Christ was in Job and Noah and all the ancient worthies. The mystery that led Abraham to go out, not knowing whither he went and to look for a city which hath foundations, whose builder and maker is God--that mystery still works in men, both in christian and heathen lands. “When the gentiles, which have no law, do by nature the things contained in the law, it shows the work of the law written in their hearts.” Paul believed there were Gentiles that had the work of the law written in their hearts, which is the new covenant of grace. Rom. ii. 8, 9 teach the same. When Peter went to the house of Cornelius he said, “I perceive of a truth that God is no respecter of persons, but in every nation he that feareth him and worketh righteousness is accepted with him.” Peter learned that God’s mercy was operative in “every nation.” “He that feareth him and worketh righteousness;” such people are in every nation and “are accepted with him.” To say that we find some of the highest ideas of God and the purest maxims of morality among the heathens is not to endorse heathenism as a whole as Elder Pence intimates, and the fact that Seneca was Nero’s tutor is not evidence that Nero’s badness was from Seneca any more than to say the badness of Judas was from Christ. There are some of the highest ideas of God among the heathens, because they agree with the Scriptures concerning God, and there are some of the purest expressions of human duty found in their writings. Socrates taught a future state of happiness for the just, and of punishment for the wicked. He was put to death as a martyr and died full of hope and in a sweet anticipation of bliss. His death was as calm, peaceful, and hopeful as I hope to be favored with when I come to the crossing. Among his sayings we find “The divinity is so great that he both sees and bears all things; is everywhere present and attends to all things at once." "He who arranges and holds together the whole universe, in which are all things beautiful and good, and preserves it always undissolved and undisordered, is manifested only in his works, but is invisible to us while he regulates them.” These are scriptural ideas of God, and the highest ideas of God. We could give scores and even hundreds of sentences like the above. “It is evident that God stands in need of nothing.” Here is a higher idea of God than is entertained by many Arminians who read the Bible. ‘‘God is the Creator of the universe.” Compare this with the first verse in the Old Testament. “The world is perfectly beautiful, for it is the work of God.” Whence hath this man this wisdom? A heathen writer said, “Speak not ill of your friend, nor curse your enemy.” “We must treat our friend kindly that he may still be more a friend, and make our enemies our friends.”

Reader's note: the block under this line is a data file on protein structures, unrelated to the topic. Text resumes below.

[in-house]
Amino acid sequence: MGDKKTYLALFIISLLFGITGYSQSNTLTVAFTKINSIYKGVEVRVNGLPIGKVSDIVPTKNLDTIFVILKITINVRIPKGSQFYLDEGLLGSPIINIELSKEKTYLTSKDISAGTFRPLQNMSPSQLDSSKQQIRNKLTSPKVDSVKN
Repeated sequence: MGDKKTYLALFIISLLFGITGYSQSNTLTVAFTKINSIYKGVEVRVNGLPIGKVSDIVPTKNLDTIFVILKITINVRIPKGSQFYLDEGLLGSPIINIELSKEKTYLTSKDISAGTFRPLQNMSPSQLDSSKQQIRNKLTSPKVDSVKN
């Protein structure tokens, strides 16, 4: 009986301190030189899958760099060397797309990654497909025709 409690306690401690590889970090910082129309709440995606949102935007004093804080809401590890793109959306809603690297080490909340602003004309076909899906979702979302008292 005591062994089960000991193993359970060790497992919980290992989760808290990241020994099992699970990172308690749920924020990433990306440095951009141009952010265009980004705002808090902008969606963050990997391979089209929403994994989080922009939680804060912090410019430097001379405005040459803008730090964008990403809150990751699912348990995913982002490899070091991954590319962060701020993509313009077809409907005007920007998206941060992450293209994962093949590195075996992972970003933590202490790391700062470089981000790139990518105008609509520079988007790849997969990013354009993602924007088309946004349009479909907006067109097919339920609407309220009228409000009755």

Plato said, “We must conclude that there is hope that death is a blessing.” Plato also said, “Neither ought a man to return evil for evil, since at no time ought we to do an injury to our neighbor.” Compare this with Rom. xii. 17. “For nothing else but the body and its desires cause wars, seditious and fightings.” Compare this with James iv. 1. These are certainly pure and scriptural ideas. Plato taught that there is a future bliss for the just and of punishment for the evil. The following sentences would be in place in the Old Baptist pulpit, written by Plato: “The virtue that is in us comes not from nature, nor is it taught, but is put in, us by the divinity;” “God is good and no other must be assigned as the cause of our blessing, whereas of our sorrows we must seek some other cause.” A good motto is,

“Accept the truth wherever found,
On Christian or on heathen ground.”

Hundreds of sentences like the above of the purest and sweetest truth can be found in heathen writings. When we find such in the Bible we think it the wisdom of God, and I know of no better reason for such wisdom when found in any other book. Again Plato said, “God is simple and true in word and deed; never changes, never deceives any one by word or deed, or suggestion of vision by day or night.” Compare this with James i. 17.